Midtown South office market leads comeback.
So reports Stephen B. Siegel, president of the Edward S. Gordon Company, Inc. (ESG), in the firm's monthly analysis of the Manhattan office market.
Underlying these Midtown South gains is a robust leasing velocity of 1.2 million square feet in the first four months of 1994. Putting this into perspective, Siegel noted that leasing velocity totaled 1.8 million square feet in all of 1993, and just 1.5 million square feet in 1992.
"The resurgence that began last August in Midtown South has continued in 1994," Siegel said. "It has been driven by transactions of more than 100,000 square feet. These larger office leases accounted for 51 percent of the total Midtown South leasing activity since the beginning of the year through April."
The key Midtown South office leasing deal in April was the Gap's decision to relocate its New York offices to 620 Avenue of the Americas, the ESG president said. It is one of the largest relocations in recent years from Midtown to Midtown South, he observed.
The available supply of office space in Midtown South has been reduced 22 percent to 5.2 million square feet during the past eight months - August through April - according to the ESG report. This year, some 960,000 square feet have been removed from this market.
Siegel also pointed to significant leasing activity in Midtown, where several market segments reported gains and where the availability rate continued to shrink. In April, for the third month in a row, Midtown leasing velocity topped the one million square foot mark. Lease transactions totaled 1.2 million square feet, up 14 percent compared to a year ago.
Strong gains were recorded, in particular, in the Park, Fifth/Madison and West Side segments. As well, the Sixth/Rockefeller segment continues to tighten. Nearly 800,000 square feet of positive absorption has occurred in this segment since the beginning of 1994, driving the availability rate down to 10.7 percent.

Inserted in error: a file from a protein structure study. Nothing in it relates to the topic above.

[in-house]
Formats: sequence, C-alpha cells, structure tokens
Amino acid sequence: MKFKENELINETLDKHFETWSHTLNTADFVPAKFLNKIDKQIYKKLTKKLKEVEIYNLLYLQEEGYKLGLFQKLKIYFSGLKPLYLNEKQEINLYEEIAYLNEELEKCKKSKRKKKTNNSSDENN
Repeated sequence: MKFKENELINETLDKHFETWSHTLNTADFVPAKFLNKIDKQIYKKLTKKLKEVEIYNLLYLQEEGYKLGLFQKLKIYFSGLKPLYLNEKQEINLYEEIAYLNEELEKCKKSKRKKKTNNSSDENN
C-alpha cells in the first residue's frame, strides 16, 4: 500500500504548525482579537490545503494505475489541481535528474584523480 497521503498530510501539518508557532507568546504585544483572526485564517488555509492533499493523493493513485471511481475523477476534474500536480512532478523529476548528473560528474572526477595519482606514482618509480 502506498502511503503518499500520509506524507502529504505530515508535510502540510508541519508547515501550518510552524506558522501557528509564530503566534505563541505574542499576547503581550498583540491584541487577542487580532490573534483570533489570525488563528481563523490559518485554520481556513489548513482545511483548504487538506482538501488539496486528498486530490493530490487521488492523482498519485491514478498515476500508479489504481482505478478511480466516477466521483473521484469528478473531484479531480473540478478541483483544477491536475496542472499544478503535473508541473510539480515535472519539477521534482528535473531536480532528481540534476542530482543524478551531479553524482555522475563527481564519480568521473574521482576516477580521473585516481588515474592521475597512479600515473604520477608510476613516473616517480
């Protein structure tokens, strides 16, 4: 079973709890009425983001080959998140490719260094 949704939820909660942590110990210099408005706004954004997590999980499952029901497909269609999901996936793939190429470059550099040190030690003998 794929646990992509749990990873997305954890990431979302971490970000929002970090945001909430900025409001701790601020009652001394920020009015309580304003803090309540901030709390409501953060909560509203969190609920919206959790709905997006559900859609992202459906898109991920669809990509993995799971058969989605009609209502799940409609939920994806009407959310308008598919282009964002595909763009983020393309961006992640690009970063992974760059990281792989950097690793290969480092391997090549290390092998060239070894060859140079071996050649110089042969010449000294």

For Midtown as a whole, the month's activity exceeded the growth of available supply by a comfortable margin, and, as a result, year-to-date absorption was pushed into positive territory - 240,000 square feet. Currently, the market's availability rate stands at 15 percent, and this rate has been declining gradually for two years after peaking in April 1992 at 18.2 percent.
A major block of available space was removed from the Midtown market when Chancellor Capital leased 100,000 square feet at 1166 Avenue of the Americas in a relocation from Citicorp Center. In addition, the expected closing of Morgan-Stanley's purchase of 750 Seventh Avenue will remove over 700,000 square feet from the market, pointing toward a continued decline in availabilities.
In the Downtown area, the Goldman Sachs lease for over 400,000 square feet at One New York Plaza was the big news for April. This transaction is superlative on several counts, Raymond T. O'Keefe, ESG's Downtown office executive director, pointed out: It is the area's largest transaction of 1994, and the largest since Prudential Securities took one million square feet at One New York Plaza a year ago.
"Moreover, the Goldman Sachs lease, which represented a major expansion by the financial services company, contributed significantly to positive office absorption in April," O'Keefe said. "Overall, some 250,000 square feet were removed from the available supply Downtown last month," he continued. "This was the largest monthly reduction since last August."
However, despite the strong month, the Downtown availability rate has increased from 23.1 to 23.3 percent since the beginning of the year. In this time, the return to the market of almost 1.8 million square feet offset total leasing activity of 1.6 million square feet.
Reflecting the oversupply of available space Downtown, the current average asking rent slipped 3.7 percent to $26.91 a square foot.
|Printer friendly Cite/link Email Feedback|
|Title Annotation:||Edward S. Gordon Co. report on Manhattan real estate market|
|Publication:||Real Estate Weekly|
|Date:||Jun 15, 1994|
|Previous Article:||Federal judge rules co-ops revert to rent stabilization.|
|Next Article:||Dream comes true for New Jersey developer.|